Soviet-built T34/76A tank Recovered in Estonia

Discussion in 'Military History and Militaria' started by tetley44, Jan 31, 2007.

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  1. 14 September 2000, a Komatsu D375A-2 pulled an abandoned tank from its archival tomb under the bottom of a lake near Johvi , Estonia .. The Soviet-built T34/76A tank had been resting at the bottom of the lake for 56 years. According to its specifications, its a 27-tonne machine with a top speed of 53km/h.

    From February to September 1944, heavy battles were fought in the narrow, 50 km-wide, Narva front in the northeastern part of Estonia .. Over 100,000 men were killed and 300,000 men were wounded there. During battles in the summer of 1944, the tank was captured from the Soviet army and used by the German army. (This is the reason that there are German markings painted on the tanks exterior.) On 19 September 1944, German troops began an organized retreat along the Narva front. It is suspected that the tank was then purposefully driven into the lake, abandoning it when its captors left the area.

    At that time, a local boy walking by the lake Kurtna Matasjarv noticed tank tracks leading into the lake, but not coming out anywhere. For two months he saw air bubbles emerging from the lake. This gave him reason to believe that there must be an armored vehicle at the lakes bottom. A few years ago, he told the story to the leader of the local war history club Otsing. Together with other club members, Mr Igor Shedunov initiated diving expeditions to the bottom of the lake about a year ago. At the depth of 7 metres they discovered the tank resting under a 3-metre layer of peat.

    Enthusiasts from the club, under Mr Shedunovs leadership, decided to pull the tank out. In September 2000 they turned to Mr Aleksander Borovkovthe, manager of the Narva open pit of the stock company AS Eesti Polevkivi, to rent the companys Komatsu D375A-2 bulldozer. Currently used at the pit, the Komatsu dozer was manufactured in 1995, and has 19,000 operating hours without major repairs.

    The pulling operation began at 09:00 and was concluded at 15:00 , with several technical breaks. The weight of the tank, combined with the travel incline, made a pulling operation that required significant muscle. The D375A-2 handled the operation with power and style. The weight of the fully armed tank was around 30 tons, so the tractive force required to retrieve it was similar. A main requirement for the 68-tonne dozer was to have enough weight to prevent shoe-slip while moving up the hill.

    After the tank surfaced, it turned out to be a trophy tank that had been captured by the German army in the course of the battle at Sinimaed (Blue Hills) about six weeks before it was sunk in the lake. Altogether, 116 shells were found on board. Remarkably, the tank was in good condition, with no rust, and all systems (except the engine) in working condition.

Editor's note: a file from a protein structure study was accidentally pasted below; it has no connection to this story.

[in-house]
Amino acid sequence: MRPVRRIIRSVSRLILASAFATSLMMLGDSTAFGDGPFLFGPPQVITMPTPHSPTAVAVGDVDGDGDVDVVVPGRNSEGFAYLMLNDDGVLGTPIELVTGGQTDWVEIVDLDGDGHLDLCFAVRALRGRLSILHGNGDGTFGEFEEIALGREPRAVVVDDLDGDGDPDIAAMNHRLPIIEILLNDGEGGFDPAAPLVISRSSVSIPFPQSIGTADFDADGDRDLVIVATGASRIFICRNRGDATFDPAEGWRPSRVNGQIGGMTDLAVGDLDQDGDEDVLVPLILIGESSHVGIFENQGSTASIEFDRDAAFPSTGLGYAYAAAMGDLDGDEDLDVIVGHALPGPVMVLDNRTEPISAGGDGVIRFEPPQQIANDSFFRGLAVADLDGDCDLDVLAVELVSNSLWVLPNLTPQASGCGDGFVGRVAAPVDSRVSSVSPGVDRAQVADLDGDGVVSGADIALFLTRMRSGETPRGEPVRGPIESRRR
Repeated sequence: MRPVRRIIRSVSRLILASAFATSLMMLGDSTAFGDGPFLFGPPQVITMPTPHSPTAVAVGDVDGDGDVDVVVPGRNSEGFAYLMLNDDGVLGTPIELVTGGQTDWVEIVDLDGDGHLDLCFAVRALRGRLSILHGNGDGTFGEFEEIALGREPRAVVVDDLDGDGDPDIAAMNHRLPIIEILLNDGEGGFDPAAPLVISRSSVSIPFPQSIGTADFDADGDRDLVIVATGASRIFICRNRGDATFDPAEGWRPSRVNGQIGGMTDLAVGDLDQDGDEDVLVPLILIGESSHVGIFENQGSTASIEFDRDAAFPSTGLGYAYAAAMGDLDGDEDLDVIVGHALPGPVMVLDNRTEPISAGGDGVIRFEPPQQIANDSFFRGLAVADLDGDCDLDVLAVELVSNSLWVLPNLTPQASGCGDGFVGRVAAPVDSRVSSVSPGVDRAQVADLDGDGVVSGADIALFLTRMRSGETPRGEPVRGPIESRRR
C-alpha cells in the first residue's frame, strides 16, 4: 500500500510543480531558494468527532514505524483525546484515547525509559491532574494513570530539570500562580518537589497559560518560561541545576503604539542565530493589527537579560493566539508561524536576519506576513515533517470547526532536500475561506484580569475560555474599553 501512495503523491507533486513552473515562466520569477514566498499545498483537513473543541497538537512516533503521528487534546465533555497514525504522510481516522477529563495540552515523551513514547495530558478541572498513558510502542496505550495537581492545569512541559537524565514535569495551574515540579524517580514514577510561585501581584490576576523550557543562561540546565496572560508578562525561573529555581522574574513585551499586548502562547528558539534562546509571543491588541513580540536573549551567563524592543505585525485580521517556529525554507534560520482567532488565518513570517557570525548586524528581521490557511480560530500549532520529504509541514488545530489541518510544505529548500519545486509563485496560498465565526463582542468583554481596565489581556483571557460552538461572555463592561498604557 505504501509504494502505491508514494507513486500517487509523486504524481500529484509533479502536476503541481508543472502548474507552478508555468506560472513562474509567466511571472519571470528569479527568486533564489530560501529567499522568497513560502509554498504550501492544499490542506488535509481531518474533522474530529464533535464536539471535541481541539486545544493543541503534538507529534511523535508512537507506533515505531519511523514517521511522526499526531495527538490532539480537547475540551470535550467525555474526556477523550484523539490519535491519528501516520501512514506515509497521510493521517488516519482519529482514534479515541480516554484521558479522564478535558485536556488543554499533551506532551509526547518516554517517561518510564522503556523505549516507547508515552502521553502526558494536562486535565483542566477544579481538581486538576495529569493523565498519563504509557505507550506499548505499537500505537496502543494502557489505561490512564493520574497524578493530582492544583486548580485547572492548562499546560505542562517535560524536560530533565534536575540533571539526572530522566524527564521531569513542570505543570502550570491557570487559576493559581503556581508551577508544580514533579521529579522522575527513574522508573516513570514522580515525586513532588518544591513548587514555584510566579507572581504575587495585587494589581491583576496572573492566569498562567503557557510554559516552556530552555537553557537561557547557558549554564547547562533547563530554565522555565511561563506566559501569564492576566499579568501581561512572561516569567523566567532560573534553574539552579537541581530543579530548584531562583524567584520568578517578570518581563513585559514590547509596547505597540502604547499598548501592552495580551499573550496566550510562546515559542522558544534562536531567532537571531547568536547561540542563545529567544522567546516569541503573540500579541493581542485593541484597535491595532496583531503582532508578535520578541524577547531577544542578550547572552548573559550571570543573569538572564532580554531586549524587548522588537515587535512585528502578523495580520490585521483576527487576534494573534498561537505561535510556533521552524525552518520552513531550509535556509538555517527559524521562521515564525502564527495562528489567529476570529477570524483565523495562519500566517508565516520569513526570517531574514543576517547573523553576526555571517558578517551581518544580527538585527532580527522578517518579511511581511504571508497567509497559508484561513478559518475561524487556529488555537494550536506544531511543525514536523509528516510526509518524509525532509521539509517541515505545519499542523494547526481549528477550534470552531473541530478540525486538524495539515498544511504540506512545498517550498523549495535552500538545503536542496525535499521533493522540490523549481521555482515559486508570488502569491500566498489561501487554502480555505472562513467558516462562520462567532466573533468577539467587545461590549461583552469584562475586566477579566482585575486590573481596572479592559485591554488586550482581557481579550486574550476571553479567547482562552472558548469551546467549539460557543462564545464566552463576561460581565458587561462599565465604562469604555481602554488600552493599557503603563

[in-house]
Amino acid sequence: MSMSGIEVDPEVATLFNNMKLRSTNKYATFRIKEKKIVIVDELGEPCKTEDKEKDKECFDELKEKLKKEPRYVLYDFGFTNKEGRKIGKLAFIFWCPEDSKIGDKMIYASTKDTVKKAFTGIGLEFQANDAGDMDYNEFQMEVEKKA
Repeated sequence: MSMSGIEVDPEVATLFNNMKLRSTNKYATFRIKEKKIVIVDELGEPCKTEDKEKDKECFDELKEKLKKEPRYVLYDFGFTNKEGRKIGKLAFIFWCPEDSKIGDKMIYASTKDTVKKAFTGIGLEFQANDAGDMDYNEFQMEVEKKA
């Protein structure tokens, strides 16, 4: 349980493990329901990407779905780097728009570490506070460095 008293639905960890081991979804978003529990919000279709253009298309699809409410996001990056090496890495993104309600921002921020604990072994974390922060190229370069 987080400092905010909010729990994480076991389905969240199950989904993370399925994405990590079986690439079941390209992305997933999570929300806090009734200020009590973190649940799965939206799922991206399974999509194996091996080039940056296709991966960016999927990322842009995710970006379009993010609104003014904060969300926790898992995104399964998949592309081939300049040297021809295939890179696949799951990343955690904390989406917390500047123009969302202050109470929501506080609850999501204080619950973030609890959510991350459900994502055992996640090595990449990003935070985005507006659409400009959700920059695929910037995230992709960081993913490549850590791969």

This is a very rare machine, especially considering that it fought both on the Russian and the German sides. Plans are under way to fully restore the tank. It will be displayed at a war history museum that will be founded at the Gorodenko village on the left bank of the River Narva.

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  2. Bugger me....
  3. COOL!!!!!!!!!
  4. What a find. It looks ready for battle.

    I wonder have there been any similar finds recently of fighting vehicles?

  5. I think this is the one that once they had cleared out the ammo/mud etc swapped the fuel and oil over and it apperently started up! I've seen some more pics of that with the M/G rounds and other stuff being removed from it
  6. Bu**er the tank ....

    where can I get a Komatsu D357A-2?

    19,000 hours without major repairs,

    Handles operations with power and style!

    Gotta have one of them...!
  7. Looks like a captured example

    There is well more stuff out there we dont even know about yet
  8. Apparently the writing on the turret is Estonian for ' Tank for sale: 2 careful owners, full service history'.
  9. Apparently the writing on the turret is Estonian for ' Tank for sale: 2 careful owners, full service history'.

  10. HE177

    Bu**er the D357, get one of these....

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  11. Sadly, I can't see the engine starting with just new fuel and oil. I'm assuming that the crew didn't push it into the lake so I imagine that it went in under power. If that was the case then the engine would not have been at all happy with the sudden rush of (non compressible) water down the air intakes.

    In fact, I'm fairly sure that I remember that one of the recommended techniques for destroying engines (for the purpose of denying the enemy their use) is to pour water down the air intake.

    However, if the tank *did* go in "dead" then, given the apparently excellent level of preservation of the rest of the vehicle, I would be not be too surprised if the engine was runnable !


  12. Wow the Estonian Army is up one tank now!

  13. Yes fcuknuts the Balkan cross on the side of the turret would give that appearance did you bother to read tetley44's post explaining so?

    yes there is more stuff out there lets just hope the shallow end of the gene puddle like you don't find it! do one